The voice is so perfect and you can not help but find yourself thinking as Don does in everyday situation and realizes how social skills are such a key factor in society.  Simsion does a great job overall with the writing that I found myself reading half the book in one sitting.

This quirky story is hilarious and a quick, easy read perfect for traveling.

Contains some language and adult content, but nothing too crude. 

Frozen (2013)

When I first started hearing about Frozen, I really had no intentions to see the movie.  Then I saw that it had surpassed Hunger Games: Catching Fireso I thought that it would be worth seeing.

First off, this Broadway star-studded cast was unbelievable with the acting and vocals.  I will admit this was definitely produced to be seen more as a musical than a movie, but I thought that it had done an excellent job of casting actors including Idina Menzel (famous for her lead role in Wicked), Kristen Bell, Josh Gad (famous for his lead role in Book of Mormon), Jonathan Groff (famous for his lead in Spring Awakening), and Santino Fontana  (currently on Broadway playing Prince Charming in Roger and Hammerstein’s Cinderella).  

The plot was also very well thought out and not a typical Disney princess movie, which was extremely refreshing.  Josh Gad was also hilarious as the talking snowman Olaf.  Gad provided perfect comedic relief to the parents who got dragged to see an animation film instead of American Hustle.

The music is catching, not annoying, and were sung beautifully seeing as how half of the leads have been nominated for an American Tony Award.   It is a perfect soundtrack to play in the car with the kids.

Overall, the movie is cute, adorable and helps put people into the “winter spirit” just in time for the holidays.  It is perfect for the kids and is completely appropriate.

3.5 out of 5 stars

I Am Malala by Malala Yousafzai

I had a fourteen hour car drive ahead of me, which made me think of the perfect solution for my potential boredom: audiobooks.  So I drove to my nearest bookshop and luckily they had two audiobooks in my price range, including one of my favorite books of 2013, I Am Malala.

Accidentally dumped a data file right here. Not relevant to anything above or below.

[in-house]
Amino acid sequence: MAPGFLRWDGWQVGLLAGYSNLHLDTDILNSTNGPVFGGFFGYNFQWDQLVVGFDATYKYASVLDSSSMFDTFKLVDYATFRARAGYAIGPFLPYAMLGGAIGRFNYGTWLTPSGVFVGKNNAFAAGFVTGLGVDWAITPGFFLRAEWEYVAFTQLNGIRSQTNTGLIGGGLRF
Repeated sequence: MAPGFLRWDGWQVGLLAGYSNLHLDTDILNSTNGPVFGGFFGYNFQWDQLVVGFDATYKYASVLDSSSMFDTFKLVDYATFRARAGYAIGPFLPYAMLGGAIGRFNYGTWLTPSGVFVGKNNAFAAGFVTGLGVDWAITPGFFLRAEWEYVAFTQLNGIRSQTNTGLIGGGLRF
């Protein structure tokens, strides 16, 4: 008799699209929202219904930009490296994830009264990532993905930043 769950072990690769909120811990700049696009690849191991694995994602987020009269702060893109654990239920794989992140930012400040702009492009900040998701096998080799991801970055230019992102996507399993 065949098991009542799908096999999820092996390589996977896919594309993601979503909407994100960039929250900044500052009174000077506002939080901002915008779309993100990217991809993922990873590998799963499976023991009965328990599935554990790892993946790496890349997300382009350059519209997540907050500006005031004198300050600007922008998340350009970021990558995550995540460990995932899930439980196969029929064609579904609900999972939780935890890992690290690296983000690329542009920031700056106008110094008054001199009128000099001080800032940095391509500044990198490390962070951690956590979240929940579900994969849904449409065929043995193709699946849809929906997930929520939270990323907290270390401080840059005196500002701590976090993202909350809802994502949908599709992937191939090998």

I had knew a portion of fifteen year old Malala Yousafzai’s story about how she was shot by the Pakistani Taliban on her way to school in October 2012.  The international headlines from that instance alone were enough to make me intrigued to read her story.

The book was very different than what I had originally expected; the first four to six hours were mainly a history lesson about the origins of Pakistan and how groups such as the Taliban came into power.  That section had so much context about that region that it gave clarification about that area of the world that is constantly in the media.  It explained the difference between religious groups and key aspects of Islam culture that I did not know previous to reading (or rather hearing) this book.

Yousafzai is so well spoken throughout the book and is an inspiration to those who want to the change the world whether it is to reform eduction or women’s rights.  Her levelness and determination for change helps explain why she is the youngest person to be nominated for the Nobel Peace Prize and is often referred to as “Pakistan’s Mother Teresa”.

Overall, this book is extremely informative, inspirational, and helps denounce the negative stereotypes about Islam internationally.

An excellent choice for bookclub.

There isn’t any offensive terms, but does contain some moderate violence.